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The Financial Side of Fashion, Meet the VP of Maison Marie Saint Pierre

Danielle Charest, VP and partner at Maison Marie Saint Pierre, successfully brings finance and fashion together. Danielle is a specialist in actuarial sciences, and after 15 years in the industry, which consisted of becoming Fellow of Canadian Institute of Actuaries and a shareholder at Normandin Beaudry, Danielle plunged into the creative world of fashion and design. Her structured thinking, financial aptitude, and business background have helped grow Maison Marie Saint Pierre into an international brand. As vice president and senior partner, Danielle oversees the operational and financial elements that allow creativity to thrive, while ensuring retail success. We spoke to her about her change in career.

As told to Meghan Jeffery



When did you start working with Marie Saint Pierre and how long have you known her for?

Well, we’re sisters so I’ve always known her! When she launched her company more then 25 years ago, I was a member of an advisory committee that she would turn to when she needed advice for important decisions and I was the financial expert. I started working for her as an employee and a partner in 2002, so it’s been almost 13 years now.


Coming from a long career in the actuarial industry, what inspired you to make the leap from being an actuary to joining the creative world of fashion and design?

That’s a good question! My career as an actuary had moved up very fast and soon I found myself a little bit cramped in Quebec. To pursue my career I would have had to leave Quebec and that wasn’t an option for me. At that point I had been working very hard, I had young kids and I needed a break. I decided, out of the blue to meet Marie in Toronto to give her a hand with her runway show. I told her I would do whatever she needed; I just wanted to help. It reminded me how much I loved being surrounded by creative people. I was always the creative one at the actuary office, wearing my sister’s designs! Actually, Marie and I always told each other we would work together one day. After Toronto, I decided to make it happen.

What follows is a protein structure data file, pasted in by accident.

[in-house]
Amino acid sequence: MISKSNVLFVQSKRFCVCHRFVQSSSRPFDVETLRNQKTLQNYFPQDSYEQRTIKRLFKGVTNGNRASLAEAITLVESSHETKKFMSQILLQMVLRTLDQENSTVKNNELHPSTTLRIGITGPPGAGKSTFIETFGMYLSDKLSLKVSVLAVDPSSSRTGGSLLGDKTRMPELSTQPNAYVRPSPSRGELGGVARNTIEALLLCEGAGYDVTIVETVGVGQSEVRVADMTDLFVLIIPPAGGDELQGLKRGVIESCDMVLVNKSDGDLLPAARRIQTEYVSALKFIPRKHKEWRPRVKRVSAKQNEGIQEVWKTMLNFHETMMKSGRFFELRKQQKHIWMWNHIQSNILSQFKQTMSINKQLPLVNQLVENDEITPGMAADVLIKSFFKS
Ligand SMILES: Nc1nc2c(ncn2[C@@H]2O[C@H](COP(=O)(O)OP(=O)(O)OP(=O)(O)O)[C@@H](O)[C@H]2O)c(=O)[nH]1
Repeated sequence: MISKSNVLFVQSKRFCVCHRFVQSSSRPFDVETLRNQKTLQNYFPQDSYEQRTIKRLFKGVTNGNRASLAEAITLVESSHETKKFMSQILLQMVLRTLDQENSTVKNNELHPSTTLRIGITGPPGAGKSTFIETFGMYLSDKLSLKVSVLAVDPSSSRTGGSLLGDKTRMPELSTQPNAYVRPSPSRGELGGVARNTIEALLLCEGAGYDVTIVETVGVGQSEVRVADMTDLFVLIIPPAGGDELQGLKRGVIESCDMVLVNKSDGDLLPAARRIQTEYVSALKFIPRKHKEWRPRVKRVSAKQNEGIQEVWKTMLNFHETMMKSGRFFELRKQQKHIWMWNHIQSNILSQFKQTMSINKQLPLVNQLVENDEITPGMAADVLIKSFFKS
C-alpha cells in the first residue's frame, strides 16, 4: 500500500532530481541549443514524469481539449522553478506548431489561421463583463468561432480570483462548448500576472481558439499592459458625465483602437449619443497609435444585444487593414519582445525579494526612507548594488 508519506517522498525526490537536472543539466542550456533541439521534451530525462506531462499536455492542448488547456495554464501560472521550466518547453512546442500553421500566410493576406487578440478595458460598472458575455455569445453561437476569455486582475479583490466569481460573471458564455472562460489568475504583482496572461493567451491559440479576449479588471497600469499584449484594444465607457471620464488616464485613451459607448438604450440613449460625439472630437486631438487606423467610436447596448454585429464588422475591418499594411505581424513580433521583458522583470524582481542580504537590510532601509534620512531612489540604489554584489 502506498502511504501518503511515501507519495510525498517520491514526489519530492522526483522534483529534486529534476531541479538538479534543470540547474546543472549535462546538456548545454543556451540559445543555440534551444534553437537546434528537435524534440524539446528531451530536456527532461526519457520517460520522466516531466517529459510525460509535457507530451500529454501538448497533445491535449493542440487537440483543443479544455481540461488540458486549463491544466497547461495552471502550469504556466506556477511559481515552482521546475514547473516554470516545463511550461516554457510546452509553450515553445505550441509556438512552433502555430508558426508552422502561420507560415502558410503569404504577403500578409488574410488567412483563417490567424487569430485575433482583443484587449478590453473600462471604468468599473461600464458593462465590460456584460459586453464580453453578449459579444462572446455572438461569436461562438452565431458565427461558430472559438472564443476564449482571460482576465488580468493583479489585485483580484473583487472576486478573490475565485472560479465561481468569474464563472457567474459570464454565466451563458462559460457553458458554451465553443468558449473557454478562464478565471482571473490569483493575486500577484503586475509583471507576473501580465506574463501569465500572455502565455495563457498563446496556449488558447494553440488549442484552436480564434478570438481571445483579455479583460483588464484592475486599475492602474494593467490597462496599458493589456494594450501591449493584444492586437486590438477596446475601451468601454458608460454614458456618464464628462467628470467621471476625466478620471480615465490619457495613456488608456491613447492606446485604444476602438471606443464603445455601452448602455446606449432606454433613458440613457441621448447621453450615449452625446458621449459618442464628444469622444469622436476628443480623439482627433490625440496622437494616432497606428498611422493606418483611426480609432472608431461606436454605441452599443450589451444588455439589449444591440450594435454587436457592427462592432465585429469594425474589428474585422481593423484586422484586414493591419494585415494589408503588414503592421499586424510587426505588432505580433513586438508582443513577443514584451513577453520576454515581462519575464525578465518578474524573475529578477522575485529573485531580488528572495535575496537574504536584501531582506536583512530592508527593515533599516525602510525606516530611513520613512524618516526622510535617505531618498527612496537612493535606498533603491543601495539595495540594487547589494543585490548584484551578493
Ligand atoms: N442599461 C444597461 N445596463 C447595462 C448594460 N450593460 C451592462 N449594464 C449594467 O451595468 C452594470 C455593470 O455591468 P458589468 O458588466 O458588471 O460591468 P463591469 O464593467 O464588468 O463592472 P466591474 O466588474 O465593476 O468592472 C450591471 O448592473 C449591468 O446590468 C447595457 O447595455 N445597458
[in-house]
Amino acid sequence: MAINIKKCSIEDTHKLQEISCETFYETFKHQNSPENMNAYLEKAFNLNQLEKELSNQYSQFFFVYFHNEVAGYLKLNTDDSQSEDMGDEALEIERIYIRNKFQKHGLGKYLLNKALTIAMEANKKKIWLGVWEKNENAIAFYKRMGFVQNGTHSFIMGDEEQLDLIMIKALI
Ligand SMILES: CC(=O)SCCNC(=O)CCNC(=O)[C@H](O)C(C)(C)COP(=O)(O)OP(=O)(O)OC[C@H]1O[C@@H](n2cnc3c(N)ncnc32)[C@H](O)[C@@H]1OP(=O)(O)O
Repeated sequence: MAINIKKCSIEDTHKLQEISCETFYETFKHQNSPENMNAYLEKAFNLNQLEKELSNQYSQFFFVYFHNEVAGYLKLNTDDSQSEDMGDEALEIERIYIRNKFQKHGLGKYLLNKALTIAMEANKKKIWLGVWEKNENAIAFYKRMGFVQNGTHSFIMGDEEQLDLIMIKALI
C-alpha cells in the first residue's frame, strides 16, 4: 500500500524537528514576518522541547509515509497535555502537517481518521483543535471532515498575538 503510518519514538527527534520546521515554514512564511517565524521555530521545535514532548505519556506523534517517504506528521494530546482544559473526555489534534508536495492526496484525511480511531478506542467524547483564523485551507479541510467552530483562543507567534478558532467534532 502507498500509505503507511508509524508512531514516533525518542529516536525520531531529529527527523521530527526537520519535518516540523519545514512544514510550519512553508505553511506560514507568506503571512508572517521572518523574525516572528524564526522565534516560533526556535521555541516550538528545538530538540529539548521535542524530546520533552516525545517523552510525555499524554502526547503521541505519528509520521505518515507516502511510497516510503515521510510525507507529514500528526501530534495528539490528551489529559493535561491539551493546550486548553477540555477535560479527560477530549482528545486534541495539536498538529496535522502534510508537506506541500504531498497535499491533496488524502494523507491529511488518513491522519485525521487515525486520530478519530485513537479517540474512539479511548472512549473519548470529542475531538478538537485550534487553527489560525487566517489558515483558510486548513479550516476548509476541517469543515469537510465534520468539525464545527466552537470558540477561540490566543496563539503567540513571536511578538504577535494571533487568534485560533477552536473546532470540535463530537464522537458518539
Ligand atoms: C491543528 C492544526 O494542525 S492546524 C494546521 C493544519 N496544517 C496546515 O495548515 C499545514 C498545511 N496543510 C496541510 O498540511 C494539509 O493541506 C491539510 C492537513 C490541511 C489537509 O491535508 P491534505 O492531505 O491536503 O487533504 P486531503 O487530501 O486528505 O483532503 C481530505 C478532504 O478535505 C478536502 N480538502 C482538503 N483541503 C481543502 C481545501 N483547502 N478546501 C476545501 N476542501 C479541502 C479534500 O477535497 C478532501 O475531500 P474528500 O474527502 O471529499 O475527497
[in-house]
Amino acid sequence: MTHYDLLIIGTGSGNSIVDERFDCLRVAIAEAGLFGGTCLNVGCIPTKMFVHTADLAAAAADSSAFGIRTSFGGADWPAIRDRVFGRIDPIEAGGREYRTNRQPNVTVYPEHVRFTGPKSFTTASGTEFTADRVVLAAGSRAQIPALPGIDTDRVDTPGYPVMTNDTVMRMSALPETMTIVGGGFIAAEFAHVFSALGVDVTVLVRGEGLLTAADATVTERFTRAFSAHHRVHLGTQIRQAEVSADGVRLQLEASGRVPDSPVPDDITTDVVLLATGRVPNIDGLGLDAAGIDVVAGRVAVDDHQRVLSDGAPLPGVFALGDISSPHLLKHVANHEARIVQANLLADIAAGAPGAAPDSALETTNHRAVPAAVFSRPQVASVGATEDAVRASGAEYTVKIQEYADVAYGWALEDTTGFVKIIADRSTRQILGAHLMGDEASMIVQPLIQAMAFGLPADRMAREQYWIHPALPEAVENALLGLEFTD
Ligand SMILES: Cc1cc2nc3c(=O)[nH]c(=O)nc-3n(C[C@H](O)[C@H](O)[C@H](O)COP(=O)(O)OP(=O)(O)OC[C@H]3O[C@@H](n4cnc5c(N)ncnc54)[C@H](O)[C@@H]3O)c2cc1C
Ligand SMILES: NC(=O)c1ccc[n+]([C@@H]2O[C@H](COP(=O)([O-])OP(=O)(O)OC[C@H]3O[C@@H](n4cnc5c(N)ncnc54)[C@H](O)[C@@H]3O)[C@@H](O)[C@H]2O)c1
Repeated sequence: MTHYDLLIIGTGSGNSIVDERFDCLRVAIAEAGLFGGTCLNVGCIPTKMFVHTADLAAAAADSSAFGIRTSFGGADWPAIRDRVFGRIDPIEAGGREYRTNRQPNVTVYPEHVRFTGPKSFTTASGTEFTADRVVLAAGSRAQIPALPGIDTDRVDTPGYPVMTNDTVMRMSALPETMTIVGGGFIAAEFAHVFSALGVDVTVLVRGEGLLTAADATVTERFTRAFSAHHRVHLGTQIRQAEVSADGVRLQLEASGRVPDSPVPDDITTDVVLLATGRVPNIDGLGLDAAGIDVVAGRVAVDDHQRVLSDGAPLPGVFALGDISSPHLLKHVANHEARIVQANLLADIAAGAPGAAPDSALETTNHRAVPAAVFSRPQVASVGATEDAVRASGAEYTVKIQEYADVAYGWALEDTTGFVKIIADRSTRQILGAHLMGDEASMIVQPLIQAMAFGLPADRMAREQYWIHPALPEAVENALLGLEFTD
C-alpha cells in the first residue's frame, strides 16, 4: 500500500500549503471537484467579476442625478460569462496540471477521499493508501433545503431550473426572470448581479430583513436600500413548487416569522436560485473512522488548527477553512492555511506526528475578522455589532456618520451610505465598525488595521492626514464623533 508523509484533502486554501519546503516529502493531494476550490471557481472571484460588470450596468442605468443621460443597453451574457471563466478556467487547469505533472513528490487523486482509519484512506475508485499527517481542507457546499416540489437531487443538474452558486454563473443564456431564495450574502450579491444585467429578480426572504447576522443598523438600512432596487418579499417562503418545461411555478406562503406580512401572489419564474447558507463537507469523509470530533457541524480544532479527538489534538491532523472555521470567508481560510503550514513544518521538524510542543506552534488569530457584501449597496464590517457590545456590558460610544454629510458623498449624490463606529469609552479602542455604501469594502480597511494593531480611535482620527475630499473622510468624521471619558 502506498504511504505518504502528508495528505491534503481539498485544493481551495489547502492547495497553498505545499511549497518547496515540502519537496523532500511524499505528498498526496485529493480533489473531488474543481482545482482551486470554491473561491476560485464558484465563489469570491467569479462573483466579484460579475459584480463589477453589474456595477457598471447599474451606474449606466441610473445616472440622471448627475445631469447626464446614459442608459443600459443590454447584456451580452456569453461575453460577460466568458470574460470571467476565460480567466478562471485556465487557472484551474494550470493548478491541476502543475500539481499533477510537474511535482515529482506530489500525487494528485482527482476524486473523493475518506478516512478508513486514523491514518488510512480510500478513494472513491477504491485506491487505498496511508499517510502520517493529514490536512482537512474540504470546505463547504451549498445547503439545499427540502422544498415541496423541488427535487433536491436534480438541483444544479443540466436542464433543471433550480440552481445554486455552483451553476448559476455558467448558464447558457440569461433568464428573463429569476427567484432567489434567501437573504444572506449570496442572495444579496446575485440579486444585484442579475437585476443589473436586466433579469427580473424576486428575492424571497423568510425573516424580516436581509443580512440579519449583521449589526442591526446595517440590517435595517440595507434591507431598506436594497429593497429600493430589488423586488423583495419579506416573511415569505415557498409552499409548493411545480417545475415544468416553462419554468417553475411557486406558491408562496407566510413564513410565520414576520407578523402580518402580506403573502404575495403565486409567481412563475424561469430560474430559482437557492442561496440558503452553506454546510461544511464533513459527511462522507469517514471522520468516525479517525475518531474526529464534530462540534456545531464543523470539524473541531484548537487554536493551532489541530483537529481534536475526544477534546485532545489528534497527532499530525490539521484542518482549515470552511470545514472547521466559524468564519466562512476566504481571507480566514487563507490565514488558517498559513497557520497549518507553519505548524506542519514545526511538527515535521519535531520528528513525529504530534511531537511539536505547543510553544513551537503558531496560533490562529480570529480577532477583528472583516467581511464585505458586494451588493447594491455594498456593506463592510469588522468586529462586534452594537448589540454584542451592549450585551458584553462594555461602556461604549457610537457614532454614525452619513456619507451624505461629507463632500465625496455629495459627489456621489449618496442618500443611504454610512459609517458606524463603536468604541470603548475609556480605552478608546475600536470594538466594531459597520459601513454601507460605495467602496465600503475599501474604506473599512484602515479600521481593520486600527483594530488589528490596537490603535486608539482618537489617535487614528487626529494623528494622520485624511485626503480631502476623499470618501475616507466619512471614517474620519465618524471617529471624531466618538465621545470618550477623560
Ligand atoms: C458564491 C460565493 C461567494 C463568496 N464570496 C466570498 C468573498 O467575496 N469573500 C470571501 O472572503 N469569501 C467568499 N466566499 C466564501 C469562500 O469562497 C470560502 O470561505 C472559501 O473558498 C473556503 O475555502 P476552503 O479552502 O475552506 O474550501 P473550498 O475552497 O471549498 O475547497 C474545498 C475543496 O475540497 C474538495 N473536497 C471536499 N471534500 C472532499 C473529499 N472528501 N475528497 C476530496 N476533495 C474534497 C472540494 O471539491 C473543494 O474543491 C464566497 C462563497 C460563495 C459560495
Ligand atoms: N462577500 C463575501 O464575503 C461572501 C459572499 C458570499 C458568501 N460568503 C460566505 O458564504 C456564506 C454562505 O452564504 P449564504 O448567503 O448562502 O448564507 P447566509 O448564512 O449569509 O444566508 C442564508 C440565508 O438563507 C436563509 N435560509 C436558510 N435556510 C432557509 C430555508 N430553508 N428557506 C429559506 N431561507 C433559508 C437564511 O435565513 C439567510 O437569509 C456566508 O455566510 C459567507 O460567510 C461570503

What is the biggest lesson Marie has taught you since you began working together?

“If you don’t ask for it, you won’t get it”, and by that I mean don’t be afraid to aim high even if your dream seems crazy or unreachable to others. The other thing I learned from her is how to look at things. Marie, as an artist, has bionic eyes. She sees everything. You know, sometimes we look but we don’t see… she does.


How has your background in mathematics and actuarial sciences comfortably transitioned into retail success?

Believe it or not, actuarial sciences are the creative field of mathematics. It is the science of looking back to predict the future. It is rigorous, but not exact. I suppose this intellectual gymnastics allows me to understand artists. Bringing my expertise to the Maison Marie Saint Pierre brand helped analysing our results, defining what worked well for us and insisting on those things. I took charge of all the operations and staff management, leaving Marie more time to do what she does best: be creative. If the company were a boat, Marie would be standing at the bow. She sees everything first and wants to make fast turns. I make sure that the boat and the crew can follow her.


Related: Meet Marie Saint Pierre, the first Canadian fashion designer to show in Paris


What are the challenges of balancing the financial needs of the business with the creative side?

That is always a struggle even for someone with a financial background like me. You don’t want to stifle creativity, but at the same time your shareholders have expectations and it’s a very fine balance to achieve success on both fronts. But at the same time, Marie is an artist with a strong business side, and I am a businesswoman with a great sensibility for creativity. In general, we end up understanding each other very well and when we have doubts, we go back to our goals. Our goals can be personal or professional, but they remind us what we really want and what we have to do to get there.


 Who has been your biggest mentor and what was the biggest lesson you learned from them?

It might sound silly but I would say my parents. In particular my father taught us to approach a problem from different perspectives and to be open-minded. Also Jean-Paul Riopelle was a great friend of the family and he had a major creative influence on all of us.


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